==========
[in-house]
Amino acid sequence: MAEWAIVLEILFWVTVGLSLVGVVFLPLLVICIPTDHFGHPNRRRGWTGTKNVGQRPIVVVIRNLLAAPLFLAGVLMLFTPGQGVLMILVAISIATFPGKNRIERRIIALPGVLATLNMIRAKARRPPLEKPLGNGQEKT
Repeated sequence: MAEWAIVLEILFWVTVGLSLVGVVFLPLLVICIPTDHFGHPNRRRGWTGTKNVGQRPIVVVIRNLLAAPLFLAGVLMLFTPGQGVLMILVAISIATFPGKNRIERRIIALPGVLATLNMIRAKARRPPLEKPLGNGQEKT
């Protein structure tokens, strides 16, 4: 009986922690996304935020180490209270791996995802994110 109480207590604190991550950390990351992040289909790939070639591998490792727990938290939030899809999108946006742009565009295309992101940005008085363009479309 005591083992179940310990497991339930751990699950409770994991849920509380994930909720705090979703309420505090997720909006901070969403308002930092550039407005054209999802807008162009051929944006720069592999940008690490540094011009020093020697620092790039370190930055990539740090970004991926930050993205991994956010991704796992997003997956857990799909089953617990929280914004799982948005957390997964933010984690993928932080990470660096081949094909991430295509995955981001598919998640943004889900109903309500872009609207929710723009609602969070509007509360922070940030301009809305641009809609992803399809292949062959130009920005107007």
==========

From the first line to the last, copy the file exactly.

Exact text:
[in-house]
Amino acid sequence: MAEWAIVLEILFWVTVGLSLVGVVFLPLLVICIPTDHFGHPNRRRGWTGTKNVGQRPIVVVIRNLLAAPLFLAGVLMLFTPGQGVLMILVAISIATFPGKNRIERRIIALPGVLATLNMIRAKARRPPLEKPLGNGQEKT
Repeated sequence: MAEWAIVLEILFWVTVGLSLVGVVFLPLLVICIPTDHFGHPNRRRGWTGTKNVGQRPIVVVIRNLLAAPLFLAGVLMLFTPGQGVLMILVAISIATFPGKNRIERRIIALPGVLATLNMIRAKARRPPLEKPLGNGQEKT
């Protein structure tokens, strides 16, 4: 009986922690996304935020180490209270791996995802994110 109480207590604190991550950390990351992040289909790939070639591998490792727990938290939030899809999108946006742009565009295309992101940005008085363009479309 005591083992179940310990497991339930751990699950409770994991849920509380994930909720705090979703309420505090997720909006901070969403308002930092550039407005054209999802807008162009051929944006720069592999940008690490540094011009020093020697620092790039370190930055990539740090970004991926930050993205991994956010991704796992997003997956857990799909089953617990929280914004799982948005957390997964933010984690993928932080990470660096081949094909991430295509995955981001598919998640943004889900109903309500872009609207929710723009609602969070509007509360922070940030301009809305641009809609992803399809292949062959130009920005107007």